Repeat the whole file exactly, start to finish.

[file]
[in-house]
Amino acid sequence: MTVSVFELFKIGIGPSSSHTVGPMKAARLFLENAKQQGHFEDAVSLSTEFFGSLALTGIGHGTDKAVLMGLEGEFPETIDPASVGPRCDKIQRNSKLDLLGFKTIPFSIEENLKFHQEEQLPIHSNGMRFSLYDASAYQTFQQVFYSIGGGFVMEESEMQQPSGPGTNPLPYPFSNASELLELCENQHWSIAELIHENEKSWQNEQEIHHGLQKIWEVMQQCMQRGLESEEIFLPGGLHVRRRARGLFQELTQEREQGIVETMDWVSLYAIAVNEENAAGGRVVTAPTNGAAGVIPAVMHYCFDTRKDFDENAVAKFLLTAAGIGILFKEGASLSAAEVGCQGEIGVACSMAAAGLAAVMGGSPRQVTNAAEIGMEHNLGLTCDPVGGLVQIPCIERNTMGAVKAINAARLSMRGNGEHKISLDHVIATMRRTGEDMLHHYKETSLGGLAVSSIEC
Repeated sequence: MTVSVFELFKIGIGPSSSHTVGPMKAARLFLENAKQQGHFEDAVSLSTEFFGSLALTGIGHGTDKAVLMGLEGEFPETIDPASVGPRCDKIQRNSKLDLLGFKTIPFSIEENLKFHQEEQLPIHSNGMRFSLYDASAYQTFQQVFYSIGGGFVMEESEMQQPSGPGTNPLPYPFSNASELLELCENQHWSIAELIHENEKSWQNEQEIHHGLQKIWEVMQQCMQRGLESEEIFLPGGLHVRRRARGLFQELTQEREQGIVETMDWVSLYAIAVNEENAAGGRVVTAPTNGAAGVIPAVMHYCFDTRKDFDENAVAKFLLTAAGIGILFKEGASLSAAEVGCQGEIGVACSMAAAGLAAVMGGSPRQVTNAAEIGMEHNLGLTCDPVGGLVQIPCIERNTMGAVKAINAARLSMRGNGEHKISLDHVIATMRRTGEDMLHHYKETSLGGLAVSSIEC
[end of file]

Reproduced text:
[in-house]
Amino acid sequence: MTVSVFELFKIGIGPSSSHTVGPMKAARLFLENAKQQGHFEDAVSLSTEFFGSLALTGIGHGTDKAVLMGLEGEFPETIDPASVGPRCDKIQRNSKLDLLGFKTIPFSIEENLKFHQEEQLPIHSNGMRFSLYDASAYQTFQQVFYSIGGGFVMEESEMQQPSGPGTNPLPYPFSNASELLELCENQHWSIAELIHENEKSWQNEQEIHHGLQKIWEVMQQCMQRGLESEEIFLPGGLHVRRRARGLFQELTQEREQGIVETMDWVSLYAIAVNEENAAGGRVVTAPTNGAAGVIPAVMHYCFDTRKDFDENAVAKFLLTAAGIGILFKEGASLSAAEVGCQGEIGVACSMAAAGLAAVMGGSPRQVTNAAEIGMEHNLGLTCDPVGGLVQIPCIERNTMGAVKAINAARLSMRGNGEHKISLDHVIATMRRTGEDMLHHYKETSLGGLAVSSIEC
Repeated sequence: MTVSVFELFKIGIGPSSSHTVGPMKAARLFLENAKQQGHFEDAVSLSTEFFGSLALTGIGHGTDKAVLMGLEGEFPETIDPASVGPRCDKIQRNSKLDLLGFKTIPFSIEENLKFHQEEQLPIHSNGMRFSLYDASAYQTFQQVFYSIGGGFVMEESEMQQPSGPGTNPLPYPFSNASELLELCENQHWSIAELIHENEKSWQNEQEIHHGLQKIWEVMQQCMQRGLESEEIFLPGGLHVRRRARGLFQELTQEREQGIVETMDWVSLYAIAVNEENAAGGRVVTAPTNGAAGVIPAVMHYCFDTRKDFDENAVAKFLLTAAGIGILFKEGASLSAAEVGCQGEIGVACSMAAAGLAAVMGGSPRQVTNAAEIGMEHNLGLTCDPVGGLVQIPCIERNTMGAVKAINAARLSMRGNGEHKISLDHVIATMRRTGEDMLHHYKETSLGGLAVSSIEC